The Scottish Football Association (SFA) has joined the campaign supporting players who suffered abuse by coaches to speak out in the wake of revelations south of the border.
Fraser Wishart, chief executive of players’ union PFA Scotland, said it would be “naive to think that these allegations are unique to one part of the UK” and vowed to protect any players that come forward.
A dedicated NSPCC helpline was set up on Thursday with the support of the Football Association, English football’s governing body, and received more than 50 calls by 10am.
It came in response to retired players Andy Woodward, Steve Walters, Paul Stewart and David White coming forward to talk about the abuse they suffered as young footballers.
Woodward, Walters and White were victims of Barry Bennell, a youth coach and scout with links to Crewe Alexandra, Manchester City and Stoke, while Stewart was abused by another youth coach.
The SFA is now urging players and others involved in football from grassroots to the professional game to speak up using the confidential, 24-hour counselling service.
Donna Martin, SFA child protection manager, said: “The safety and wellbeing of children is of paramount importance to the Scottish FA and significant steps have been taken to ensure that their protection is integral to Scottish football’s decision-making processes.
“The SFA takes its role as the governing body of the national game seriously.
“We would urge anyone with any information relating to abuse or inappropriate behaviour – whether current or historic – to get in touch via the NSPCC’s helpline, or firstname.lastname@example.org.”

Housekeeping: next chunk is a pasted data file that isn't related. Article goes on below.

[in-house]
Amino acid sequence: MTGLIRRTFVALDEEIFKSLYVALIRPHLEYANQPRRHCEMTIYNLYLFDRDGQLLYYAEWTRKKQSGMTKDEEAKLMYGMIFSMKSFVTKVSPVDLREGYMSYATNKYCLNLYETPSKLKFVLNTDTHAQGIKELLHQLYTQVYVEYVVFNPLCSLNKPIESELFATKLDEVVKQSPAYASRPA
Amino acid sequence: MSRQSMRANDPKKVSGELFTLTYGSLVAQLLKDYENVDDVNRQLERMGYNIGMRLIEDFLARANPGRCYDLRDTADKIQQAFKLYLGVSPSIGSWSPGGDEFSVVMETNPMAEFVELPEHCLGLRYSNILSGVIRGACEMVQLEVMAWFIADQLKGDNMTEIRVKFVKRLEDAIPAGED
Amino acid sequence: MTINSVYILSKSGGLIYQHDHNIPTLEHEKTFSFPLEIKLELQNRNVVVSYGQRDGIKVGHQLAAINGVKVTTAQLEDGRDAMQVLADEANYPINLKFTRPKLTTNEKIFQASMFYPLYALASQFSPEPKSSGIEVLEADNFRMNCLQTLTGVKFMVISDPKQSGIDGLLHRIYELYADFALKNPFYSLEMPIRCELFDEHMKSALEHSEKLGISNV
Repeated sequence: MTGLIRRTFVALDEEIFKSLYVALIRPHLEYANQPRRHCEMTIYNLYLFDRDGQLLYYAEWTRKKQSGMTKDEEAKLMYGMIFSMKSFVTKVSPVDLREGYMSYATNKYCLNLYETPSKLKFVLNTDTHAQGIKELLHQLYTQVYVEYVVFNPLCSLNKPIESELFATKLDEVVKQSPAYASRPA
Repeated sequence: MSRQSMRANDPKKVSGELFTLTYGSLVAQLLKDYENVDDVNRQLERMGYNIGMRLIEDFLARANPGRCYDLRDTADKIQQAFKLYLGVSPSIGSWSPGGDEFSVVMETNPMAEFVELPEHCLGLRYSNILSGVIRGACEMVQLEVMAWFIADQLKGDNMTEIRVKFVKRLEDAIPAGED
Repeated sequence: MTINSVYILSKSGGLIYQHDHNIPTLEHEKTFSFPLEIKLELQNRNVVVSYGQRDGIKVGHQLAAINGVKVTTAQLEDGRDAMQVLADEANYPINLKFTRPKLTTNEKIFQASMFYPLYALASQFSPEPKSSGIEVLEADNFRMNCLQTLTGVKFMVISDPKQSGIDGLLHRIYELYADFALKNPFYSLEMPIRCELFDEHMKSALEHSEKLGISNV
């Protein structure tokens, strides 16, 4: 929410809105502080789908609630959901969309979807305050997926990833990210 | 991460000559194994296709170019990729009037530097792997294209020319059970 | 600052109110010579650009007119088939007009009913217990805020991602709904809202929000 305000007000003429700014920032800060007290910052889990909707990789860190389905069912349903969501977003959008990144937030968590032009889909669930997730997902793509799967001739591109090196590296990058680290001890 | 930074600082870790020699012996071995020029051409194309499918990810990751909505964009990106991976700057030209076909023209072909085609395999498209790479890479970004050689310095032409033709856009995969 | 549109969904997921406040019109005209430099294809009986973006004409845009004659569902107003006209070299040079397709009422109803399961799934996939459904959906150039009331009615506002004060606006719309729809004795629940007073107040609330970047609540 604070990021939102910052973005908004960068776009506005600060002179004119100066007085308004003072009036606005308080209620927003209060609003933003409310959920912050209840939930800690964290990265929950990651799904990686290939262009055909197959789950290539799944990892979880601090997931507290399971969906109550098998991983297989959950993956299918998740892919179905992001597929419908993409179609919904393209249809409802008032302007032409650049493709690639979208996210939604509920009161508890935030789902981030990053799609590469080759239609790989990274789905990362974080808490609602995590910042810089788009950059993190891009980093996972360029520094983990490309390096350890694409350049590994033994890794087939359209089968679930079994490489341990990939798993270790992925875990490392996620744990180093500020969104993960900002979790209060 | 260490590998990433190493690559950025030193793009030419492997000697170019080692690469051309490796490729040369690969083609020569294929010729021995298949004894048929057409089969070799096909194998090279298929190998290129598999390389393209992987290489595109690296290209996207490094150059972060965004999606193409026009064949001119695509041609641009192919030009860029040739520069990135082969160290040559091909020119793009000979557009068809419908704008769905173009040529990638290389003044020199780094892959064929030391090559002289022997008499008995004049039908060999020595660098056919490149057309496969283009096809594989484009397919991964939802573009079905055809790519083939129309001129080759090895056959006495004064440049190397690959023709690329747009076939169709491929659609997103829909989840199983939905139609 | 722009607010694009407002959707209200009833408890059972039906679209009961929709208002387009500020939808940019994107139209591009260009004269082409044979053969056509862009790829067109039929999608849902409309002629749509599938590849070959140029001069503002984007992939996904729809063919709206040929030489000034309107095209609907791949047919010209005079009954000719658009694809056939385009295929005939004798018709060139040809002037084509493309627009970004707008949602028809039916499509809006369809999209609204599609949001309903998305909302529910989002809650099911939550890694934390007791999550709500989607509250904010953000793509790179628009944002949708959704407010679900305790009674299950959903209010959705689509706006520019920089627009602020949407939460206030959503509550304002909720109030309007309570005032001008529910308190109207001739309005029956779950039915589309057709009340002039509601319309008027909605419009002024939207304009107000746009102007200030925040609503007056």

Mr Wishart said: “The players who have come forward in England already have shown great courage and bravery.
“It would be naive to think that these allegations are unique to one part of the UK and, mindful of our responsibilities, we are pleased to be working with the Scottish FA to help create a safe environment for any player or former player – regardless of their level of participation – to come forward.
“The game has a duty of care to protect its players and we have been in dialogue with the governing body to ensure an integrated approach to a matter we take extremely seriously.”
NSPCC figures show that boys are more than five times less likely to speak up about sexual abuse than girls, but the charity hope the example of former players can encourage more to speak out.
Matt Forde, NSPCC Scotland national head of service, said: “There must be no hiding place for sexual abuse in football and many adults may have suffered such horrors as young players but have never come forward.
“As this week’s revelations have shown, people must be able to speak out and get the help they need, and we know that can often be more difficult for men and boys.
“We welcome the commitment of the Scottish FA and PFA Scotland to help those in the game get the support they need.”